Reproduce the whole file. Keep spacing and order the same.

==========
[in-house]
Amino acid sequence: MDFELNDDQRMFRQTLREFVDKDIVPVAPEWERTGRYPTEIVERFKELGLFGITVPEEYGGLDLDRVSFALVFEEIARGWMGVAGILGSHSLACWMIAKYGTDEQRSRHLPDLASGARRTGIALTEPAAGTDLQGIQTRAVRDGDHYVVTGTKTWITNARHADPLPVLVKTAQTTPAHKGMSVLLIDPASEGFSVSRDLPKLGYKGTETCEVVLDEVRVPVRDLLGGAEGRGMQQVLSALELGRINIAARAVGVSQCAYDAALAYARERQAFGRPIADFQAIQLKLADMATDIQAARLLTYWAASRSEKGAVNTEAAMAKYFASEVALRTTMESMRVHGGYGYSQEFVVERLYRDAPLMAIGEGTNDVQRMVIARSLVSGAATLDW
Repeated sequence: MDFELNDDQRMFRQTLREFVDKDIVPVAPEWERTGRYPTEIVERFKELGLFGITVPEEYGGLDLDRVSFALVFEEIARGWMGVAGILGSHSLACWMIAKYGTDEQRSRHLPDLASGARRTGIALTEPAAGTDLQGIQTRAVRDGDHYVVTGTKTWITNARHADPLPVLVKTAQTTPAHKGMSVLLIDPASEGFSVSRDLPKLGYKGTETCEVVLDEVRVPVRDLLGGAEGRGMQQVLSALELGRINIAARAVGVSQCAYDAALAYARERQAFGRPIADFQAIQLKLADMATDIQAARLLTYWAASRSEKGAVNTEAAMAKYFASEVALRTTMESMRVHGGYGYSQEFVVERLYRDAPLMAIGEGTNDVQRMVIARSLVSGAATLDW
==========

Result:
[in-house]
Amino acid sequence: MDFELNDDQRMFRQTLREFVDKDIVPVAPEWERTGRYPTEIVERFKELGLFGITVPEEYGGLDLDRVSFALVFEEIARGWMGVAGILGSHSLACWMIAKYGTDEQRSRHLPDLASGARRTGIALTEPAAGTDLQGIQTRAVRDGDHYVVTGTKTWITNARHADPLPVLVKTAQTTPAHKGMSVLLIDPASEGFSVSRDLPKLGYKGTETCEVVLDEVRVPVRDLLGGAEGRGMQQVLSALELGRINIAARAVGVSQCAYDAALAYARERQAFGRPIADFQAIQLKLADMATDIQAARLLTYWAASRSEKGAVNTEAAMAKYFASEVALRTTMESMRVHGGYGYSQEFVVERLYRDAPLMAIGEGTNDVQRMVIARSLVSGAATLDW
Repeated sequence: MDFELNDDQRMFRQTLREFVDKDIVPVAPEWERTGRYPTEIVERFKELGLFGITVPEEYGGLDLDRVSFALVFEEIARGWMGVAGILGSHSLACWMIAKYGTDEQRSRHLPDLASGARRTGIALTEPAAGTDLQGIQTRAVRDGDHYVVTGTKTWITNARHADPLPVLVKTAQTTPAHKGMSVLLIDPASEGFSVSRDLPKLGYKGTETCEVVLDEVRVPVRDLLGGAEGRGMQQVLSALELGRINIAARAVGVSQCAYDAALAYARERQAFGRPIADFQAIQLKLADMATDIQAARLLTYWAASRSEKGAVNTEAAMAKYFASEVALRTTMESMRVHGGYGYSQEFVVERLYRDAPLMAIGEGTNDVQRMVIARSLVSGAATLDW